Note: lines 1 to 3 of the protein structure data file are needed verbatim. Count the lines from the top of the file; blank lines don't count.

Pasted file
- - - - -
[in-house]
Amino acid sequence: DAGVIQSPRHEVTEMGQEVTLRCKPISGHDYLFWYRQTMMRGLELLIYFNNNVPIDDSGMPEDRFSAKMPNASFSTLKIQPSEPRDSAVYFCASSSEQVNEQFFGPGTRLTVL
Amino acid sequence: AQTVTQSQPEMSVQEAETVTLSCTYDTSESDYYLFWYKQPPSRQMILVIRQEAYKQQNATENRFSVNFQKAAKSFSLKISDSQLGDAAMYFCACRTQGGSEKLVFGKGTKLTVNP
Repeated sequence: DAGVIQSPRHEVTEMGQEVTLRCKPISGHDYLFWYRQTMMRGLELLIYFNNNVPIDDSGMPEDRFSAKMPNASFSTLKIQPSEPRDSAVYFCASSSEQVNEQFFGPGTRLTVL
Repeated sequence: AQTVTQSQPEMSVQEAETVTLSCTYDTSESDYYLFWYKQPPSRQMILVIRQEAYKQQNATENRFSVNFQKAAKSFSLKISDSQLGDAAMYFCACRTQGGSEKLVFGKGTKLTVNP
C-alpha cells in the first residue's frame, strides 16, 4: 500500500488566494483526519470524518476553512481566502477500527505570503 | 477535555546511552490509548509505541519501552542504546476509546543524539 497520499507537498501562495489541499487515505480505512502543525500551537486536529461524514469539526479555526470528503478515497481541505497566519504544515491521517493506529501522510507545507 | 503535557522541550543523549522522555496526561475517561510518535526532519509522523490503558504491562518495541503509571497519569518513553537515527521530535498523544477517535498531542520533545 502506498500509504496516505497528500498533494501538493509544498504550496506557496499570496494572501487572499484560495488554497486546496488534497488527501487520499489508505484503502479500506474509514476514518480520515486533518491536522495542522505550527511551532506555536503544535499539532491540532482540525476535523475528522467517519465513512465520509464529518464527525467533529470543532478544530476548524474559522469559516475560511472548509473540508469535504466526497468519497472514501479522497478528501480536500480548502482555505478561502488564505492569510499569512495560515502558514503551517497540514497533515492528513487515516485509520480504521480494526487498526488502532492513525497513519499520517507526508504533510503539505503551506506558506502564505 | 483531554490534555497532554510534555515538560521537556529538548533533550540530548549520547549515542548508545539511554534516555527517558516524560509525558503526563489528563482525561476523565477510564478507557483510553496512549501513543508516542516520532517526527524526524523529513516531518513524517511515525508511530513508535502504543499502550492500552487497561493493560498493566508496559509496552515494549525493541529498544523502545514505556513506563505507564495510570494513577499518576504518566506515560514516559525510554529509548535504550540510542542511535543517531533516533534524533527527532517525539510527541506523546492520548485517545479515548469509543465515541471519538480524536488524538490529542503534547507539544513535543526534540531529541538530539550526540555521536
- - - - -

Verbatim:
[in-house]
Amino acid sequence: DAGVIQSPRHEVTEMGQEVTLRCKPISGHDYLFWYRQTMMRGLELLIYFNNNVPIDDSGMPEDRFSAKMPNASFSTLKIQPSEPRDSAVYFCASSSEQVNEQFFGPGTRLTVL
Amino acid sequence: AQTVTQSQPEMSVQEAETVTLSCTYDTSESDYYLFWYKQPPSRQMILVIRQEAYKQQNATENRFSVNFQKAAKSFSLKISDSQLGDAAMYFCACRTQGGSEKLVFGKGTKLTVNP